The Higher Education Act of 1965 (HEA), the legislation that controls most federal student aid programs, is due for reauthorization in 2015. Major changes to federal student aid programs often occur during reauthorization. As the new chair of the Senate Health, Education, Labor and Pensions committee, Senator Lamar Alexander (R-TN) will control the process. Senator Alexander is a former U.S. Secretary of Education and a former college president. The Higher Education Act will be reauthorized later in the year, after reauthorization of the Elementary and Secondary Education Act (ESEA). Possible themes for the HEA reauthorization will include simplification and streamlining of student aid as well as improved consumer disclosures. A big increase in funding for student aid programs is unlikely.
Senator Alexander has already introduced the Financial Aid Simplification and Transparency Act of 2015 (FAST Act), which will simplify the FAFSA, establish one grant and one loan program for federal student aid, and restore year-round Pell Grants. This legislation has bipartisan support and is co-sponsored by Senator Michael Bennet (D-CO).
The President’s proposal for free community college tuition will remain a proposal, as Congress is unlikely to appropriate new funding or to shift funding from the Federal Pell Grant program and the American Opportunity Tax Credit.
Litigation concerning the U.S. Department of Education’s new gainful employment regulations may end with a court ruling that overturns part of the new regulations on the grounds that they are arbitrary, capricious and vague. The U.S. Department of Education made changes in the new regulations that require graduates of for-profit colleges to have 50 percent greater income than the 2011 version of the regulations. Nevertheless, federal and state agencies will continue to enforce the existing regulations. Some for-profit colleges will transition to non-profit status, following the pattern established by Remington College, Stevens-Henager College, Keiser University, Grand Canyon University and ECMC’s acquisition of Corinthian Colleges.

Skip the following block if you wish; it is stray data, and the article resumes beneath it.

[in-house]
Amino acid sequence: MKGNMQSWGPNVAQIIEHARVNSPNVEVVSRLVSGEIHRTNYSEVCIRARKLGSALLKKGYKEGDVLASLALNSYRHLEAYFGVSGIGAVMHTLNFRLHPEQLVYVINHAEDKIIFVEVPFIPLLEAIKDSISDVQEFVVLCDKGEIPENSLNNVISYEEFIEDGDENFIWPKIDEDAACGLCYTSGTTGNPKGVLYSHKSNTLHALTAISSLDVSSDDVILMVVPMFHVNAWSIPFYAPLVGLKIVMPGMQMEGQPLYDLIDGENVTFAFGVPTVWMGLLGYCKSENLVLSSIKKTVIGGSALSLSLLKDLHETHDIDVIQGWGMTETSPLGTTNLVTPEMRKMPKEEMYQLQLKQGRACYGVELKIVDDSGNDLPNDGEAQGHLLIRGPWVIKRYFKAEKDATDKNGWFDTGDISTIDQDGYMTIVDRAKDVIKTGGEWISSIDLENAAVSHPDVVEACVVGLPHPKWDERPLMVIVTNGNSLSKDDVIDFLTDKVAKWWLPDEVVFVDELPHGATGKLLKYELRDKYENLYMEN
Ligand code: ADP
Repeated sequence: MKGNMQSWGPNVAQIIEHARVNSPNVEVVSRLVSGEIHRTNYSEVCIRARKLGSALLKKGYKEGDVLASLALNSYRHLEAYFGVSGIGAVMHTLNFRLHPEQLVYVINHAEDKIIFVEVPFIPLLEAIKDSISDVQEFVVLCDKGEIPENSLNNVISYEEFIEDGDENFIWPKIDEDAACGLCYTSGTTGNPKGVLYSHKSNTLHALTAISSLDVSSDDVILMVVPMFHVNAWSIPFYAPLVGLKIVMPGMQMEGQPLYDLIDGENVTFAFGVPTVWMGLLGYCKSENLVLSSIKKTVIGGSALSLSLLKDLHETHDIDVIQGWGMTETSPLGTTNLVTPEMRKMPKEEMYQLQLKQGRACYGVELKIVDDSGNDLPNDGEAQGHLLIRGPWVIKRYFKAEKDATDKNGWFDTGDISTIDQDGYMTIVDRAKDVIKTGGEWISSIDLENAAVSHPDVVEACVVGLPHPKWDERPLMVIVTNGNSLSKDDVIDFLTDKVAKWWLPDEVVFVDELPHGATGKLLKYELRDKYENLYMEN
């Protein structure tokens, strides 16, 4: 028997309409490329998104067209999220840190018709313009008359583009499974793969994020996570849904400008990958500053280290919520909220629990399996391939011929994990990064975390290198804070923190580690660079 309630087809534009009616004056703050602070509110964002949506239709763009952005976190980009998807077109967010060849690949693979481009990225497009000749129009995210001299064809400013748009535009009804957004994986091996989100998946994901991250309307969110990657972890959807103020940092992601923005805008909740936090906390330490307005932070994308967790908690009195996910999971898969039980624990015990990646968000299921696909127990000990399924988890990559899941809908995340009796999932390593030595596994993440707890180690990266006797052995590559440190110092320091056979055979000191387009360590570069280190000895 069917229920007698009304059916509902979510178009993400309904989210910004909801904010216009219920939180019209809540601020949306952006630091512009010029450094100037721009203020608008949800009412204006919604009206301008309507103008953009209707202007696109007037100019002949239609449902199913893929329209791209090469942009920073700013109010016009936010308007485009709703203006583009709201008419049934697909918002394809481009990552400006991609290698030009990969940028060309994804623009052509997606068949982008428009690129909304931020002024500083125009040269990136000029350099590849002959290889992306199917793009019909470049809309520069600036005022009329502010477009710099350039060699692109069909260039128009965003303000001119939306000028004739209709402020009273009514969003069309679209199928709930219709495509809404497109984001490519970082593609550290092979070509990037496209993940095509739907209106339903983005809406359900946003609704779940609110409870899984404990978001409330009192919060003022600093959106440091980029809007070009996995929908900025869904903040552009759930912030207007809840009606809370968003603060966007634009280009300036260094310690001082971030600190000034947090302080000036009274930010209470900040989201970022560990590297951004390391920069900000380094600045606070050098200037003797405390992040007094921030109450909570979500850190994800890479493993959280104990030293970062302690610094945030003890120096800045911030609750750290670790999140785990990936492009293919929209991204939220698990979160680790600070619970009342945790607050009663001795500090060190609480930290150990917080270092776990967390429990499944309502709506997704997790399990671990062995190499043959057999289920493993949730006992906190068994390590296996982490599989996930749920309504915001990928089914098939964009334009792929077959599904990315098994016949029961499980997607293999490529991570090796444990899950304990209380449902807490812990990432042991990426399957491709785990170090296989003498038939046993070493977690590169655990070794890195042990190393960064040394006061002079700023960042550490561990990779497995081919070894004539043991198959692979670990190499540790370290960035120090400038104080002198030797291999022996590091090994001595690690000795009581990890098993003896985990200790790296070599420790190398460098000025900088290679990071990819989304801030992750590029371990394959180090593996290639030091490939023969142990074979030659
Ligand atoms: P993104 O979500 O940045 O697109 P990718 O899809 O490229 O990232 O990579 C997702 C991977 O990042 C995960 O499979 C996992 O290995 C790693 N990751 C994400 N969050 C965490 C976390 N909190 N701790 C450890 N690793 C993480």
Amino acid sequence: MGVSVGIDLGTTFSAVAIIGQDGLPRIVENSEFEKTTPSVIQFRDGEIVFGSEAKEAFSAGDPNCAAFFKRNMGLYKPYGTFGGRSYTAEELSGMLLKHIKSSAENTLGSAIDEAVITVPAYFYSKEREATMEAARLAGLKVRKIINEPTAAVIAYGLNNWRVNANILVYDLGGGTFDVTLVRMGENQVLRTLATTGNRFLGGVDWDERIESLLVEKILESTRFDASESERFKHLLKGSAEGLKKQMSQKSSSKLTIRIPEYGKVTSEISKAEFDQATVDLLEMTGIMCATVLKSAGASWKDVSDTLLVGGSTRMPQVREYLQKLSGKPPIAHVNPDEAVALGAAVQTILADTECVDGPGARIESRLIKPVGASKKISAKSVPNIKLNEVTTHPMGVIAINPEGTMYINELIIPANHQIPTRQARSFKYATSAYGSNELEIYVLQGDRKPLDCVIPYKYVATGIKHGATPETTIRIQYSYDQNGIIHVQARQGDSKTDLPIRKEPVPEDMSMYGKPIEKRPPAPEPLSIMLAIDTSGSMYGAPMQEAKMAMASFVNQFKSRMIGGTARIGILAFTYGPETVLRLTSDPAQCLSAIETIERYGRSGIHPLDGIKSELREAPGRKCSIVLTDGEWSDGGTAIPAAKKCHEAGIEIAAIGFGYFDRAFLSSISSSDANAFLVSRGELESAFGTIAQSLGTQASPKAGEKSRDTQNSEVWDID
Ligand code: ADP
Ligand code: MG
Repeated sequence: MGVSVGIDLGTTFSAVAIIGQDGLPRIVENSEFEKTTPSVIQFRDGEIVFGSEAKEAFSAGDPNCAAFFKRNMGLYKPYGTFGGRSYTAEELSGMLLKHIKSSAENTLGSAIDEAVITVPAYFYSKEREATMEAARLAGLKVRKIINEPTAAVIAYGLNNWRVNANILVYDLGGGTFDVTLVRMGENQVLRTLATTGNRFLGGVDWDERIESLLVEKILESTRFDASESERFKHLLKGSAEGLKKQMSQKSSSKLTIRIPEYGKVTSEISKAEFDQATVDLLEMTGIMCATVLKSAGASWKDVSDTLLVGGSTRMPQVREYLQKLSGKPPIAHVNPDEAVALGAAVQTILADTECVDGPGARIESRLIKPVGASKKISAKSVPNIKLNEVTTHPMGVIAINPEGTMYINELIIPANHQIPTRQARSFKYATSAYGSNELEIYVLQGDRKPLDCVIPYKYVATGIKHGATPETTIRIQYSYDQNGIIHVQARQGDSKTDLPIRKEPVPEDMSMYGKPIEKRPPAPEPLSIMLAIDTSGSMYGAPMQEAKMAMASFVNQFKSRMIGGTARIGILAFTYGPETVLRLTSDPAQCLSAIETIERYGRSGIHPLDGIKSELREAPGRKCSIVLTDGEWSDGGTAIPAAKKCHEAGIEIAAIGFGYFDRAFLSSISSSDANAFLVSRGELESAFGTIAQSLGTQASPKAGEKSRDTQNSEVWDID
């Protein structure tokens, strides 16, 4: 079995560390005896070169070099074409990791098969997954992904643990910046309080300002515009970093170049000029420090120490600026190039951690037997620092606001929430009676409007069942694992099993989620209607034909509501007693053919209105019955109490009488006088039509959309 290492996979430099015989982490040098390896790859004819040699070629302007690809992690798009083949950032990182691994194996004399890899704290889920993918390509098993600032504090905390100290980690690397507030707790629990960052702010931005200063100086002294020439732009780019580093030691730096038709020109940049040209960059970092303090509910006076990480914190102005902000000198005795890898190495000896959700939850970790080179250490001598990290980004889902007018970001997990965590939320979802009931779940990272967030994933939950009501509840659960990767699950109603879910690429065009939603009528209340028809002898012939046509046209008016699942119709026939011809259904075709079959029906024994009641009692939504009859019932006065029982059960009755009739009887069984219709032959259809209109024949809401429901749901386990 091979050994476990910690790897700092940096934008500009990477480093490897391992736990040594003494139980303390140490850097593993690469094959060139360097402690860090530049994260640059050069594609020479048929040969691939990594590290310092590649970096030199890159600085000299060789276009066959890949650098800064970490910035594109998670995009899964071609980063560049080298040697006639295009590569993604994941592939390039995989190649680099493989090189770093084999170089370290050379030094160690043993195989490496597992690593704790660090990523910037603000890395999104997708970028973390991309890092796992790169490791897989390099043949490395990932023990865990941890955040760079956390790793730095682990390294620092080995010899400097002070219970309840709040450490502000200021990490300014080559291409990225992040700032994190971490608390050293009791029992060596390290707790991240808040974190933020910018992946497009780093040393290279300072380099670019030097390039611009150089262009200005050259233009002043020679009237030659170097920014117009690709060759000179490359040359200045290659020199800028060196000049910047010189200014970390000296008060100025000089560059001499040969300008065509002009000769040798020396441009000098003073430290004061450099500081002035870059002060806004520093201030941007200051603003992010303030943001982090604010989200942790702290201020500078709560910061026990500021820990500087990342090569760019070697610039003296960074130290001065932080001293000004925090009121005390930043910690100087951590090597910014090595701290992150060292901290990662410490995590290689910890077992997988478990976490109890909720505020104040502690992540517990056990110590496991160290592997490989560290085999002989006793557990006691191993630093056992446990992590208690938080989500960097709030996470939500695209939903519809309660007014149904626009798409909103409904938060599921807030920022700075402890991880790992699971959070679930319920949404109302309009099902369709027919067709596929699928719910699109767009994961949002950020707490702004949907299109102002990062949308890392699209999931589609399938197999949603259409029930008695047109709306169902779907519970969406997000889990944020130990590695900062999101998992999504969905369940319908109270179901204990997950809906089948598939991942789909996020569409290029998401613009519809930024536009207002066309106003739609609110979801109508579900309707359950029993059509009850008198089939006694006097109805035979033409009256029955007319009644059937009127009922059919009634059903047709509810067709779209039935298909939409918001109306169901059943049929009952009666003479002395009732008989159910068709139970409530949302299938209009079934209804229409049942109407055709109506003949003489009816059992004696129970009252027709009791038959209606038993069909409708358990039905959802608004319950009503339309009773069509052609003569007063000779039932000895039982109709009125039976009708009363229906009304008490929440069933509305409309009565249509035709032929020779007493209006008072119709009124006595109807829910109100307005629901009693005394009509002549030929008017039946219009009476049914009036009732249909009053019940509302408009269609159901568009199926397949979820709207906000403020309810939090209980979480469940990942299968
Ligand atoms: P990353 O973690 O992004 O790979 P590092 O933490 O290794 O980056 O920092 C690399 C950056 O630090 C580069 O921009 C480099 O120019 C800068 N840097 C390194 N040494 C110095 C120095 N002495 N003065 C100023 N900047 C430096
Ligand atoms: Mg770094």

President Obama’s proposal to expand eligibility for the Pay-As-You-Earn Repayment (PAYE) plan will be implemented by December, but may have be scaled back. The President does not have the power of the purse, so any increase in the cost of PAYE must be covered by savings elsewhere in the student loan program. Given that potential savings are limited, the expansion of eligibility will have to be limited. Accordingly, eligibility for PAYE is unlikely to be extended to all borrowers. The proposal to expand PAYE may be moot, however, if HEA reauthorization replaces all of the repayment plans based on income with a single new income-dependent repayment plan, perhaps in conjunction with mandatory repayment through the payroll withholding system. There will then be only two repayment plans for new borrowers, an income-dependent repayment plan and standard 10-year repayment.
Senator King (Ind-ME), with support from Senator Alexander, has introduced the Repay Act of 2015, to propose a simplified income-driven repayment plan. This will base the monthly loan payment on 10% of discretionary income up to a “bend point” and 15% thereafter for new borrowers. The bend point is initially $25,000 and will be adjusted annual for inflation (CPI-U). The remaining debt will be cancelled after 20 years for borrowers whose initial balance was less than $57,500 (the cumulative Direct Unsubsidized Loan limit for independent undergraduate students) and after 25 years for borrowers with more debt. The loan forgiveness will occur after 10 years for new borrowers as of July 1, 2015 who work full-time in a public service job for the 10-year period, similar to the current public service loan forgiveness program. All three types of loan forgiveness will be tax-free. New borrowers will be limited to a choice between this repayment plan and standard 10-year repayment.